It’s not just Pennsylvania that has gone down the wrong rabbit hole. In October, the CDC released a report complimenting Blue Cross Blue Shield for its efforts to reduce opioid prescribing in Massachusetts. The CDC said over 21 million fewer opioid doses were dispensed to Blue Cross Blue Shield members in the state from 2012 to 2015.
What happened to overdose deaths during that period? Fueled by fentanyl and heroin, opioid overdoses in Massachusetts more than doubled – which neither the CDC nor Blue Cross Blue Shield were all that eager to discuss. The CDC told Pain News Network it will "take time" before overdoses start to decline and that “assessing what happened before and after the policy at the mortality level is inappropriate."
CDC Guidelines Causing "Passive Genocide"
The message is clearly going out to doctors around the country that they better cutback their opioid prescribing, even though reducing the supply of pain medication has had little or no impact on addiction and overdose rates. Some critics believe the CDC’s own prescribing guidelines, which discourage opioid prescribing for chronic pain, have actually caused more harm than good.
“The CDC guidelines have become an epidemic. More and more organizations and offices have signed on with them and people are being treated shamefully and unethically,” says Janice Reynolds, a retired nurse, pain sufferer and patient advocate. “These so called guidelines are a major part of the passive genocide of people living with pain. The stress related to them is also increasing the number of diseases and deaths we are seeing. I am sure if someone really looked at it, we would see more deaths from them than the so-called addiction epidemic.”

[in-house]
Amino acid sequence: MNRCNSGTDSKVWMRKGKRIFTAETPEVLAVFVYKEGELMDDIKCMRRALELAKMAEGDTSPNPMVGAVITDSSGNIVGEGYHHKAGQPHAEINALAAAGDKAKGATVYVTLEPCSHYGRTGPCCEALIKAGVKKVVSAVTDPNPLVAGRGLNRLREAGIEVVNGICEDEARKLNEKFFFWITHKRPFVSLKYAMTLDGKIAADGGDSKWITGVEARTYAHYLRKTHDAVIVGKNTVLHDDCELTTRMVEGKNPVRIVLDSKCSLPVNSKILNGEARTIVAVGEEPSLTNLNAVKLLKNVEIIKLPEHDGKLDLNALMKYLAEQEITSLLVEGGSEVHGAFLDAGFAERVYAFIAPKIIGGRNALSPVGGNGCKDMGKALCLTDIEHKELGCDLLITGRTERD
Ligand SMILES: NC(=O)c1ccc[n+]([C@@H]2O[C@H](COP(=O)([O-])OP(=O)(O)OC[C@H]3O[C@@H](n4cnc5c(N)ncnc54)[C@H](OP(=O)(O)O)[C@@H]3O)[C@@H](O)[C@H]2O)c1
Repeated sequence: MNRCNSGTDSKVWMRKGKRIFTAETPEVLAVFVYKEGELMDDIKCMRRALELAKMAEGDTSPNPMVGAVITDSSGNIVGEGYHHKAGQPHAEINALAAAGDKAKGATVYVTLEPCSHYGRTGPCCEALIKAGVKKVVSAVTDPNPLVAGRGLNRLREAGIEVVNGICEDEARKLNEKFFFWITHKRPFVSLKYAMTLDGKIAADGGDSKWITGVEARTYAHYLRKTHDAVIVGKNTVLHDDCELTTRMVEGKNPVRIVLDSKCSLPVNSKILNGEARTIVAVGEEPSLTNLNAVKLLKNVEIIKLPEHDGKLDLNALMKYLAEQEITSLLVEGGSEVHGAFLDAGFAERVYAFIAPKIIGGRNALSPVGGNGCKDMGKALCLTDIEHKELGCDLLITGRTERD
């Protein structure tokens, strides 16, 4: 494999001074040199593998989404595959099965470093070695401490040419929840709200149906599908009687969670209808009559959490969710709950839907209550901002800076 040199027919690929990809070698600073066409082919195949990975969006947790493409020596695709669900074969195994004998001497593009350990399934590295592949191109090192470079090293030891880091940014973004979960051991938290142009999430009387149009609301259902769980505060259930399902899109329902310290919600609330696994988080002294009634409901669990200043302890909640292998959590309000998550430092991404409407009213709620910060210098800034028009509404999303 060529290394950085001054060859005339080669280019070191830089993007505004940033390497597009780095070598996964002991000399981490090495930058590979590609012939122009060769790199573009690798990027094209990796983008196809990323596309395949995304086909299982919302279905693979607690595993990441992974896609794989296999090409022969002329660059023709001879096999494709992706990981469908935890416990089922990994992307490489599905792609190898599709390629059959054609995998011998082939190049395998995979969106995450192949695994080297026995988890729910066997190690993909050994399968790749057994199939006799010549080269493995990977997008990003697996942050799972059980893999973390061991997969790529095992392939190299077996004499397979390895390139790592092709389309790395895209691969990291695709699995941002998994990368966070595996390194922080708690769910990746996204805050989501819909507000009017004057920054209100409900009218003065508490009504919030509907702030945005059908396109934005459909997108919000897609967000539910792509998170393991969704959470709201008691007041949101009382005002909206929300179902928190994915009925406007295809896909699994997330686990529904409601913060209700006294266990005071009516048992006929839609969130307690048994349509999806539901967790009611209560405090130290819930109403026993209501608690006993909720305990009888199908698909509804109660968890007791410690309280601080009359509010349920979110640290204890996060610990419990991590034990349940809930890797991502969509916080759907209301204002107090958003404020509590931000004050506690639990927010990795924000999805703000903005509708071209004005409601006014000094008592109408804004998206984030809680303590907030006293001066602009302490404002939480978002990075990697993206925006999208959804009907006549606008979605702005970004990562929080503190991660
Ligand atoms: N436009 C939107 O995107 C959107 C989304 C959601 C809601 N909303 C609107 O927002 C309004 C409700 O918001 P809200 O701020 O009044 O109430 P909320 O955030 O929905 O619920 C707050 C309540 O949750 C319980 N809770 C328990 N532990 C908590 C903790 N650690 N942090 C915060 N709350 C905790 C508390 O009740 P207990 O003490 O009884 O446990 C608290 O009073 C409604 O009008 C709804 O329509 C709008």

You would think medical organizations would be rising to defend pain patients from the anti-opioid hysteria, but just the opposite is happening. At a pain care summit this week in Washington DC, hosted by the physician’s group Alliance for Balanced for Pain Management, the focus was clearly on prescribing fewer opioids.
The keynote speaker at the summit was not a pain patient or even a pain doctor, but Ryan Leaf, a failed NFL quarterback who struggled for decades with painkiller addiction, and is now in recovery after serving a prison term for burglarizing homes for oxycodone and Vicodin. Hardly the poster child for responsible opioid use.
The Alliance also released a promotional video promoting the need for “multimodal analgesia,” which is described as a “personalized, multi-prong approach” to pain management that includes nerve blocks, epidurals, injections, physical therapy, acupuncture, massage and biofeedback, among other treatments.
Opioids are only mentioned in passing, with the caveat that “they are hardly the only pain treatment or the best treatment.”